Thirdly, ensure that any student who is unable to pass an end of year exam in both Math and English every year is made to repeat the year and provided with extra support so they won't fail it twice.

Fourthly, stream students beginning at GCSE level into 3 groups: Top, Middle and Bottom. Call the streams what you like but, make it happen whether it be internal to schools or a situation where each level is at a different school. Ensure that the ability to move between the streams exists for students that show an improvement (or decline).

Fifthly, consider offering vouchers to parents who wish to send their children to private/boarding schools for an amount equal to the spending per student within the public education system (with the rest of any costs to be funded by the parent).

Sixthly, eventually remove all Government involvement in education beyond paying for it.

Seventhly, ensure that all students public or private participate in a Critical Thinking and a Citizenship class. The first to teach rudimentary logic, the construction of arguments, the difference between fact and assertion, the ability to infer information and identify assumptions behind a text etc. and the second to teach the political system in Bermuda and other major countries in the world as well as to discuss alternatives that have been suggested/tried in the past.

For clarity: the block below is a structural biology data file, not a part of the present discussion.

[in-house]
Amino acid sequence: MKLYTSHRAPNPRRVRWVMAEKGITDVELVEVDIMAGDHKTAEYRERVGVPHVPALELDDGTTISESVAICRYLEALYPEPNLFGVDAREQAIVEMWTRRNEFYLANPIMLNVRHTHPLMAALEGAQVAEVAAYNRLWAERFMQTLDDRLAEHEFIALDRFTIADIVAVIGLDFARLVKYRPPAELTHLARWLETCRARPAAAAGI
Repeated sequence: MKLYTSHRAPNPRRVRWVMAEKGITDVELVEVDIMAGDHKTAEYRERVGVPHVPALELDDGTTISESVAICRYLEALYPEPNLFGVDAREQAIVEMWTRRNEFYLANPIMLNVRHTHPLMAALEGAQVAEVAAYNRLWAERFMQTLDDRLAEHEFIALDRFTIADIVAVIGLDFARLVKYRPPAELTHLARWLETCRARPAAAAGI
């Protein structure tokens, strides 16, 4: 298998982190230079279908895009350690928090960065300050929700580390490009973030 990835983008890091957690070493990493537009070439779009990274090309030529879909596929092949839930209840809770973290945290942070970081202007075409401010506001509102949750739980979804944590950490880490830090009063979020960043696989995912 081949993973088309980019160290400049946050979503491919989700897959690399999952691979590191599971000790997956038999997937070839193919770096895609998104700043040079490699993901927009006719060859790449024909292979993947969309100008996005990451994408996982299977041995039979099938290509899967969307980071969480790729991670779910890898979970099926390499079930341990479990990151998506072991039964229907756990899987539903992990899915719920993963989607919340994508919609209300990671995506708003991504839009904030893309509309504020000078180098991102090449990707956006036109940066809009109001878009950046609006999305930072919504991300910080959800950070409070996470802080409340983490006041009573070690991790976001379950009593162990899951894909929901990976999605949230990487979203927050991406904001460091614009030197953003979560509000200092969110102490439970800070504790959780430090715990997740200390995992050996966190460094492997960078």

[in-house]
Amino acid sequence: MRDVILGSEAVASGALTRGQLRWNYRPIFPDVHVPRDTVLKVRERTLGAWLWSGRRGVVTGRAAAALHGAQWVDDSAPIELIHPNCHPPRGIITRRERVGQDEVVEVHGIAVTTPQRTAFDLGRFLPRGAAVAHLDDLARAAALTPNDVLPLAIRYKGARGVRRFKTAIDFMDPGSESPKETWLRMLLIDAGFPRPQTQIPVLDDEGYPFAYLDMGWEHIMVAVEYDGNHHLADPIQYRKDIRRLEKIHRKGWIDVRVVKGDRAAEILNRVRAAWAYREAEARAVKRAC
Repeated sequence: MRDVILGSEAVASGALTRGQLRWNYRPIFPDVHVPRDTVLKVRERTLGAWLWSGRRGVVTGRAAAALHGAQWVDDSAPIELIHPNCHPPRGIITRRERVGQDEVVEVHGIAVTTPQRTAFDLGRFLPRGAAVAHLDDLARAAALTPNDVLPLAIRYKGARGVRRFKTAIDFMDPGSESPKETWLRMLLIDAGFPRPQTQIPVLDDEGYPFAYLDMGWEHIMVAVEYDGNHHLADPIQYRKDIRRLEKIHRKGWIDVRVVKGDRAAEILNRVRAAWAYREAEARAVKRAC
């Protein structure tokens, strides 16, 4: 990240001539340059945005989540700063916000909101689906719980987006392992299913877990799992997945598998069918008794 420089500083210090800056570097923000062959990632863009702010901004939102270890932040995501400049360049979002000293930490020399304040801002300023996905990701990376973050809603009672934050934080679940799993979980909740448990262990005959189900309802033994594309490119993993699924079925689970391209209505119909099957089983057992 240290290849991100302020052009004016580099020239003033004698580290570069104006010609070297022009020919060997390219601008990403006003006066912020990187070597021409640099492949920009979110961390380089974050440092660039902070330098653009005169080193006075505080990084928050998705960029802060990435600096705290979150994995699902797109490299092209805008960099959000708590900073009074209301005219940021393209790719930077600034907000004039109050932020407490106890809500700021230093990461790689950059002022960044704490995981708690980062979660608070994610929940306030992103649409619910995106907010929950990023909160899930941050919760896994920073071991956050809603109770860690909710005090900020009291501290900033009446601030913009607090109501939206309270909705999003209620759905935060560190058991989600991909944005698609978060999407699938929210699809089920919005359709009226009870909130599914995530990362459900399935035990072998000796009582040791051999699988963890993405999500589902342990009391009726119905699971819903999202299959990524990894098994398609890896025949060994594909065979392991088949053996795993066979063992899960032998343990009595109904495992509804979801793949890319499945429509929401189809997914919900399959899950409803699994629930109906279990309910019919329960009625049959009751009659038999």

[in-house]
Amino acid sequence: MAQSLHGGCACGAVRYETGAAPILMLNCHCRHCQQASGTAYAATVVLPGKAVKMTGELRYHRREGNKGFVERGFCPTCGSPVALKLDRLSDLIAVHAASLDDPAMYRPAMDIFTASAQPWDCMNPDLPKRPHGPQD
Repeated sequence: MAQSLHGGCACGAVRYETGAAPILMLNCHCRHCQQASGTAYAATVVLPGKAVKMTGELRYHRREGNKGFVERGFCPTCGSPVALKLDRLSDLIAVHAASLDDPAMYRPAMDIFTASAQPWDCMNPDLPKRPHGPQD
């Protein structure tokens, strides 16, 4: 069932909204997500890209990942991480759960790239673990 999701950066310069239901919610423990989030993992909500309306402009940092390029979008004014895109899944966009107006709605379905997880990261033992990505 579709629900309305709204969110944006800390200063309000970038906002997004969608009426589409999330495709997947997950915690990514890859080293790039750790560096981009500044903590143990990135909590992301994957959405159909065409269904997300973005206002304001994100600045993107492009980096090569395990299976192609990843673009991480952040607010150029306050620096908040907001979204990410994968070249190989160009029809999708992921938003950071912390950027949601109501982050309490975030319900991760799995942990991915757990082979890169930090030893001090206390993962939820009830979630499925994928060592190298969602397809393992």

Those are the things that I would like to see as part of any meaningful reform of Bermuda's education system.

If wanting that kind of reform isn't Wishful Thinking (given the PLP's past record) I really don't know what is.

Friday, October 22, 2010

Some Good News?

For once it seems I can write about something positive. How refreshing.

It would seem as though we are actually going to get a Park Hyatt Hotel up in St. Georges unless planning manages to turn the developers away even at this late stage. The need to redevelop our tourism product is well recognized by all people regardless of political belief and I'm sure everyone will see this as a positive step when/if it happens. You can't blame people for people being cynical about it though. We've been disappointed quite a few times before.

It's just a shame that this is the exception to business as usual with Dr. Brown.